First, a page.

SALT LAKE CITY — I attended church almost every Sunday as a kid. I worked for a mission trip company in college. I even received a master's degree in religion from Yale University.
But when a recent episode of "Jeopardy!" included a Bible category, I missed every question.
That's embarrassing to admit, but at least my ignorance isn't unique. A new Pew Research Center report shows that few Americans can pass a 32-question religious knowledge quiz.
More than 8 in 10 U.S. adults know the definition of atheist (87%) and what's commemorated on Easter Sunday (81%). Just over half could tell you the "religion of Joseph Smith" (58%). However, when it comes to questions about religious demographics or Buddhist or Hindu beliefs, confusion is widespread.
TAKE THE QUIZ: U.S. Religious Knowledge Quiz
Americans are "pretty knowledgeable about the basics of Christianity and familiar with the terminology of nonbelief. Most even know some basic facts about Islam. But, when it comes to other religious topics, the public is much less well-versed," said Greg Smith, Pew's associate director of research.
That's bad news for more than aspiring "Jeopardy!" champions, according to Pew. Low religious literacy seems to help explain ill will between people of different faiths.
"People who scored the best on the survey's religious knowledge questions tended to rate other religious groups more favorably as compared with folks who didn't do so well," Smith said. "Religious knowledge might be connected with an important societal outcome like the level of interreligious understanding."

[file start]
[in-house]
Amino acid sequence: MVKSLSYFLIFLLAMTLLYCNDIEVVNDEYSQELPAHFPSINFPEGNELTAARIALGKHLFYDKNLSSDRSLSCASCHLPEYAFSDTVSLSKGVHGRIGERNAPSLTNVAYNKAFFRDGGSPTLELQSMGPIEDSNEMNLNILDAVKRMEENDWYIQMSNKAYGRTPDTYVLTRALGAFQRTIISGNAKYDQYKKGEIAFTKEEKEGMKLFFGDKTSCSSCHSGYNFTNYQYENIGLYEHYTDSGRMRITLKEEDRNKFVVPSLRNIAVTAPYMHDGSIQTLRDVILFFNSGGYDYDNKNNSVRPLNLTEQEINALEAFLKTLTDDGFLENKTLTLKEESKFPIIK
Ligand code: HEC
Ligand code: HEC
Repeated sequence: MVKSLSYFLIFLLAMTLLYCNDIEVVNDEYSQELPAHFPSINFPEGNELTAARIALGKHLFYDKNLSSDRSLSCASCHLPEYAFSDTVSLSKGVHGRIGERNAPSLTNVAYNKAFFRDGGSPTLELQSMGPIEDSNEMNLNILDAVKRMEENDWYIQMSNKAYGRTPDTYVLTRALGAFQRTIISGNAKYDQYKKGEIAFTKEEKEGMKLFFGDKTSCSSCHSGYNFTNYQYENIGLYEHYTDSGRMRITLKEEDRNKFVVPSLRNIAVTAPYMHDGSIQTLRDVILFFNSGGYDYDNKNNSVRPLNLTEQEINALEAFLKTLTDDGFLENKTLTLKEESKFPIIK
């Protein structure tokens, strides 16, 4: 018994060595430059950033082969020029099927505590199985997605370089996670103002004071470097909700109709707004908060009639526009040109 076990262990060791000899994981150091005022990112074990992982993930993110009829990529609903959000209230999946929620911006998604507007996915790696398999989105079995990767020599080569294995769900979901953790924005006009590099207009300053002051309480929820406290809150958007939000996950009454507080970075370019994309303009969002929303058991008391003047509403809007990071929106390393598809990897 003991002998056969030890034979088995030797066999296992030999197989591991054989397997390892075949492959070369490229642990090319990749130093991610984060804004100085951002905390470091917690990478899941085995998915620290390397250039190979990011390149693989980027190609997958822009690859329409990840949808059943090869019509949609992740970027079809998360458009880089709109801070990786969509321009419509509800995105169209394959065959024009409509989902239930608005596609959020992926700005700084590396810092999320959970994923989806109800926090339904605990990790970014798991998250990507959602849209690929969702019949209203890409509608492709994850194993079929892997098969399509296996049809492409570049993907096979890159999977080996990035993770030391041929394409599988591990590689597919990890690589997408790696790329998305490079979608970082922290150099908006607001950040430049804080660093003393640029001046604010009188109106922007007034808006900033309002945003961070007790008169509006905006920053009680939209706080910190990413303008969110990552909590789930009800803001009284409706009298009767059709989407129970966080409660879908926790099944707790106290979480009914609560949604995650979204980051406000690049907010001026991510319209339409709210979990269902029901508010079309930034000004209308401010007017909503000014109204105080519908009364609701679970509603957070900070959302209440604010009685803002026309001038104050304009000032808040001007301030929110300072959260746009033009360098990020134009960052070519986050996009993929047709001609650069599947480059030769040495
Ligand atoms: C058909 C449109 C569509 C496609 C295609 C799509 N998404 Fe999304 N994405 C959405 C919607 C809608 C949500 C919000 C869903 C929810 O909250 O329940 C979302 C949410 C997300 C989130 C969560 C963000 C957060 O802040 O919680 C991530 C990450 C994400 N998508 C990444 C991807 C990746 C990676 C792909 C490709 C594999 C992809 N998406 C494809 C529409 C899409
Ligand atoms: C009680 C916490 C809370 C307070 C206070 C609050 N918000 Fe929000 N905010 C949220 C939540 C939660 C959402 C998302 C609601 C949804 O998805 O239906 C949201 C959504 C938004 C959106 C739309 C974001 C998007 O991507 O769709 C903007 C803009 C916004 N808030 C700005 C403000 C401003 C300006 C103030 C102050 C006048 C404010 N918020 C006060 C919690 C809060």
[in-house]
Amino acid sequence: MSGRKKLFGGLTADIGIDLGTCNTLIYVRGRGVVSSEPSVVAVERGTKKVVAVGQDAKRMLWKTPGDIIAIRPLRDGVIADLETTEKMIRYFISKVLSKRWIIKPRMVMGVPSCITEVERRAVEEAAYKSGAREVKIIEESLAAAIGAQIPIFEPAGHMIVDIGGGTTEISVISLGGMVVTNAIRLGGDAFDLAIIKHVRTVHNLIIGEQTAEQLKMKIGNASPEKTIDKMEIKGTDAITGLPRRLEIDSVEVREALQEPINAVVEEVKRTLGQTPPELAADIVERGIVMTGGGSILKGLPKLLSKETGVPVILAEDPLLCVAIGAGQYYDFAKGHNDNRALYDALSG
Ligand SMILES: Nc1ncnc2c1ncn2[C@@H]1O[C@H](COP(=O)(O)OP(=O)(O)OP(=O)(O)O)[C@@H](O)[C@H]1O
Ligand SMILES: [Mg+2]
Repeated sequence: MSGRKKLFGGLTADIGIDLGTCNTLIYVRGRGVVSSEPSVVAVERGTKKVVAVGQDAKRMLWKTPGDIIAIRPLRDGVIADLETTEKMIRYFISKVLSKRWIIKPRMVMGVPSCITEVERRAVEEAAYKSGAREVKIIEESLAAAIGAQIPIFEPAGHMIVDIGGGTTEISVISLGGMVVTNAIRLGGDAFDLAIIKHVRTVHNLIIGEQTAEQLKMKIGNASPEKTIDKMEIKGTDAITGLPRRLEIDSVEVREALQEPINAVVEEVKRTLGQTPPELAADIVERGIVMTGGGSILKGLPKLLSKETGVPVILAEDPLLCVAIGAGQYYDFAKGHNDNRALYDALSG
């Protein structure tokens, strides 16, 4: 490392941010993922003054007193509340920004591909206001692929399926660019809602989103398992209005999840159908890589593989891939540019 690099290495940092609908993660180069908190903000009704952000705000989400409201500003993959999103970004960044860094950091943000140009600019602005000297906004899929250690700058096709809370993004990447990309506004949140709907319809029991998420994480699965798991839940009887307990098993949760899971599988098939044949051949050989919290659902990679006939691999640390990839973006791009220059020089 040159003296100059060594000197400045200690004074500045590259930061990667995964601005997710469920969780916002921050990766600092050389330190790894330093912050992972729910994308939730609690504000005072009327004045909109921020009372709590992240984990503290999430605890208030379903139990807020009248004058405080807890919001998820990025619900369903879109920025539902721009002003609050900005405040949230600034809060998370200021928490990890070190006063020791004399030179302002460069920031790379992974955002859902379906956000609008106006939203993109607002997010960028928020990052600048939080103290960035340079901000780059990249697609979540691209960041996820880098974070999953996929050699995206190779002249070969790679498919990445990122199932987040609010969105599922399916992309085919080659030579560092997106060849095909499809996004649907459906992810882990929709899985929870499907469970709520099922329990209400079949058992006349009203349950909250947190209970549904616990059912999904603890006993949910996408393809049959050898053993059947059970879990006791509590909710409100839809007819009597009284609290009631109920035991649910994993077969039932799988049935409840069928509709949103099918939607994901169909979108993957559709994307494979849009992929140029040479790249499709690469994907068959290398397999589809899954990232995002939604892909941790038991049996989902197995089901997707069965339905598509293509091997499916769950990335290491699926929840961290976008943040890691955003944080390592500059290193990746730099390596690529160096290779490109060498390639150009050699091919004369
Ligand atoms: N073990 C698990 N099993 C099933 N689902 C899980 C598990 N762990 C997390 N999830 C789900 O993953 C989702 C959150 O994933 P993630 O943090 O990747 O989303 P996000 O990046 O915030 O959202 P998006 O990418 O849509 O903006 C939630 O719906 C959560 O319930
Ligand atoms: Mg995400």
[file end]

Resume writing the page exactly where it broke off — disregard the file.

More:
Why does this research matter?
The goal of Pew's new research wasn't to depress religion reporters, teachers or pastors, although that might be an unintended consequence. Instead, it was to take a step back from the organization's regular surveys on political policies and societal concerns to get a sense of public understanding, Smith said.
"We know religion is an important factor in many people's lives and an important force (in society), but what do people even know about it?" he said.
TAKE THE QUIZ: U.S. Religious Knowledge Quiz
In many cases, the answer is not much. "The average respondent correctly answered 14.2 of the 32 religious knowledge questions. Just 9% of respondents gave correct answers to more than three-quarters (at least 25) of the questions, and less than 1% earned a perfect score," Pew reported.
The new analysis is based on an online survey conducted from Feb. 4-19, 2019, with nearly 11,000 respondents. The margin of error is 1.5 percentage points.
Pew found that many Americans are unfamiliar with even basic facts about their country's minority faith groups, including ones that are regularly in the news.
For example, only half of U.S. adults know that yoga is rooted in Hinduism, even though its link to that faith has led to several lawsuits. Around three-quarters wrongly believe that Muslims make up more than 5% of the U.S. population, which may fuel efforts to limit religious freedom protections for Islam.